The Transgender Persons (Protection of Rights) Bill is set to be introduced in the ongoing session of Parliament after incorporating all but two crucial recommendations made by the Standing Committee report of July 2017. The issues that have been kept off the Bill’s purview are reservations in education and jobs for transgender persons, and recognising their right to partnership and marriage.
The revised version of the Bill, which was originally introduced in the Lok Sabha in August 2016, was approved by the Union Cabinet on Wednesday. Although no formal announcement was made by the government since the House is in session, sources in Social Justice Ministry confirmed the development.
While most progressive recommendations made by 31-member Standing Committee on Social Justice and Empowerment was included in the revised Bill, it ignores the Supreme Court directive in the landmark April 2014 NALSA judgment “to extend all kinds of reservations in cases of admission in educational institutions and for public appointments” by treating them as socially and educationally backward classes.
The committee had also pointed out this anomaly: “The Bill is silent on granting reservations to transgender persons.” Explaining the reason behind dropping the reservation issue from the Bill, a source said, “In 2014, the National Commission for Backward Classes had also advised the ministry that all transgender persons who do not belong to Schedule Castes or Scheduled Tribes should be included in the central OBC list so that they can get benefit of 27 per cent OBC quota. However, this move led to protests from several OBC groups, which did not want their share of quota to shrink.”
Noting that transgender persons “remain at the risk of criminalisation under Section 377”, the House panel had also said, “The Bill does not refer to important civil rights like marriage and divorce, adoption, etc., which are critical to transgender persons’ lives and reality, wherein many are engaged in marriage-like relations, without any legal recognition from the State.”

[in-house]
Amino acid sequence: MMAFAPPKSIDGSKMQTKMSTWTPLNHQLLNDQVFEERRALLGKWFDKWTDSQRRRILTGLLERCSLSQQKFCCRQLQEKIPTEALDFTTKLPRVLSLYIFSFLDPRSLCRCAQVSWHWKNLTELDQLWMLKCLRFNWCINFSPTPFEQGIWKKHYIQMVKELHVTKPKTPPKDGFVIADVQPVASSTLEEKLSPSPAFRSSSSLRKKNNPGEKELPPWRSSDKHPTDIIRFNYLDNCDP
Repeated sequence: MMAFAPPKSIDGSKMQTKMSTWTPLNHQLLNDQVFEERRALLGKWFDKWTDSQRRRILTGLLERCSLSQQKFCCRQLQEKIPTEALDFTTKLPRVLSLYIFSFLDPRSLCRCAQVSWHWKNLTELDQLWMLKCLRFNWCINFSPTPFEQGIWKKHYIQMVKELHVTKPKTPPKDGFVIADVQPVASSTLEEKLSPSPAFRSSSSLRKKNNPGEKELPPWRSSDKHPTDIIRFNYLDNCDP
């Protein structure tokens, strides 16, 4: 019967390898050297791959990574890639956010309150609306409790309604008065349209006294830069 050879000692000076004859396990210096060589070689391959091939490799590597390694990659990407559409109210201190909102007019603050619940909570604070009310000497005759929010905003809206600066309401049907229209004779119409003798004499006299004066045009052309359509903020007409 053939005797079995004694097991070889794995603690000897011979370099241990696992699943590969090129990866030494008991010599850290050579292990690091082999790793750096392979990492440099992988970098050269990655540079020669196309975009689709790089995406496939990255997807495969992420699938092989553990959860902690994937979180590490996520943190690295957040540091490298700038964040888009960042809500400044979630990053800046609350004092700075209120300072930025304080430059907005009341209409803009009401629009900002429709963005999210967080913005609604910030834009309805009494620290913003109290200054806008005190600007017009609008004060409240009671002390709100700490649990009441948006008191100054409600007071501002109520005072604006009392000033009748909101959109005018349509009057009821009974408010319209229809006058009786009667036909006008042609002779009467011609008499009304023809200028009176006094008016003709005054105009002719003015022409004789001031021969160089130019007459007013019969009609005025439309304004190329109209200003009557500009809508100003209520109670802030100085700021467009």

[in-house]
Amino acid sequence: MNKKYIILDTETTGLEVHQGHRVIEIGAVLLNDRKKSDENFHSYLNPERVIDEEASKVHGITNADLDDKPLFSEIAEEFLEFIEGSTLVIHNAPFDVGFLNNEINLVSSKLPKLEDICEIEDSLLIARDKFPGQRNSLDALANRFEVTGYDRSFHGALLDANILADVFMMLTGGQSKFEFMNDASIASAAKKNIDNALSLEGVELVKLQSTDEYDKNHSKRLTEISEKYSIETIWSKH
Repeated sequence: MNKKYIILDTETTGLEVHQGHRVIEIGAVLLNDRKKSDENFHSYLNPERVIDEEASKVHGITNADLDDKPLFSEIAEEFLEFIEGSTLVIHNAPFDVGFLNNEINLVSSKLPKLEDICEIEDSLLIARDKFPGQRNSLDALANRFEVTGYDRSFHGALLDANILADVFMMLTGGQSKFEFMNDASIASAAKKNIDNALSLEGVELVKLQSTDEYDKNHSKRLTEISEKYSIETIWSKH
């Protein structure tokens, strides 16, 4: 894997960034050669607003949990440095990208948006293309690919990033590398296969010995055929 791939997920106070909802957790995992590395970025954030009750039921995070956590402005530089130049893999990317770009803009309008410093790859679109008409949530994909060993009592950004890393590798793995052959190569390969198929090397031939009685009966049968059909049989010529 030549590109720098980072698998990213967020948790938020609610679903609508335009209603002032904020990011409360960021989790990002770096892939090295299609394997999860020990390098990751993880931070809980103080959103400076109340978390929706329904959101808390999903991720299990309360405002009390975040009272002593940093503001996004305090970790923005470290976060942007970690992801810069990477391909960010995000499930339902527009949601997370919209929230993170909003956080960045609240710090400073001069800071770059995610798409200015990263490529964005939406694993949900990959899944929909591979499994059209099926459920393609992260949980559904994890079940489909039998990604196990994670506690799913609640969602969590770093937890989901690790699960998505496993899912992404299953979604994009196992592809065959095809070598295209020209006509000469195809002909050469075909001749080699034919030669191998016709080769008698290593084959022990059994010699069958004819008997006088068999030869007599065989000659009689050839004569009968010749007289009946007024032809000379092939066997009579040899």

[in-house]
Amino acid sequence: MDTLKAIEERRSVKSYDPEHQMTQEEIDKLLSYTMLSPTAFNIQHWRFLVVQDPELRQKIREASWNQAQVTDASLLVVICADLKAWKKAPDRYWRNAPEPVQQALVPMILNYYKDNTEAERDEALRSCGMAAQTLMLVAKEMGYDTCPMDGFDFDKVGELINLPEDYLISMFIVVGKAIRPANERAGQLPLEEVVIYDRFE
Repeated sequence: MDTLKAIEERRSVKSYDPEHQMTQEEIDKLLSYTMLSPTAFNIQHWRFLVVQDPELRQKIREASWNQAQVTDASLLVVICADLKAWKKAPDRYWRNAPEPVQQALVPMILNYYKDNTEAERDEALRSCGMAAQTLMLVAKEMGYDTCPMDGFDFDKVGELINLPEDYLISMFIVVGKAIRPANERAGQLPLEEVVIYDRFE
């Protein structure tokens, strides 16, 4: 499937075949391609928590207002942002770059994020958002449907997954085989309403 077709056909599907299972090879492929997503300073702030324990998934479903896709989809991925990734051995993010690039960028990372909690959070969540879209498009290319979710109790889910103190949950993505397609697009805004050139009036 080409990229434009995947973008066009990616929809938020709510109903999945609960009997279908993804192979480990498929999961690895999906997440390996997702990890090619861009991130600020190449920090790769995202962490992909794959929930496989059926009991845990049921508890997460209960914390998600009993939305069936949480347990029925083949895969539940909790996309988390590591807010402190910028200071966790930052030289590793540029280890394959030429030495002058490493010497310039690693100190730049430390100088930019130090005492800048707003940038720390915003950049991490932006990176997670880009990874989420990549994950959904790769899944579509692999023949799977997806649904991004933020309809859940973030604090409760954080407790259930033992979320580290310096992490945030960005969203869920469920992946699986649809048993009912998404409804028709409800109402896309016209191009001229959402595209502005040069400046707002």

Ministry officials said this was left out since the Supreme Court is dealing with the matter of Section 377.
One key revision made to the Bill in keeping with the panel’s suggestions is a change in its definition of transgender persons, which earlier was “neither wholly female nor wholly male.” Found to be offensive by the panel and by trans-persons, it has now been changed to “a person whose gender does not match with the gender assigned to that person at birth and includes trans-man or trans-women”, irrespective of whether the person has undergone sex reassignment surgery or hormone therapy etc. It also recognises all sociocultural identities such as hijra, kinnar, aravani, jogta, as well as people with inter-sex variations.
In keeping with the panel’s recommendations, the revised Bill defines the term “discrimination” as per the Yogyakarta Principles on International Human Rights Law with regards to sexual orientation and gender identity. It provides a redress mechanism against discrimination. It also provides for punishment of up to two-year imprisonment for crimes against transgender persons based on the severity of offence.
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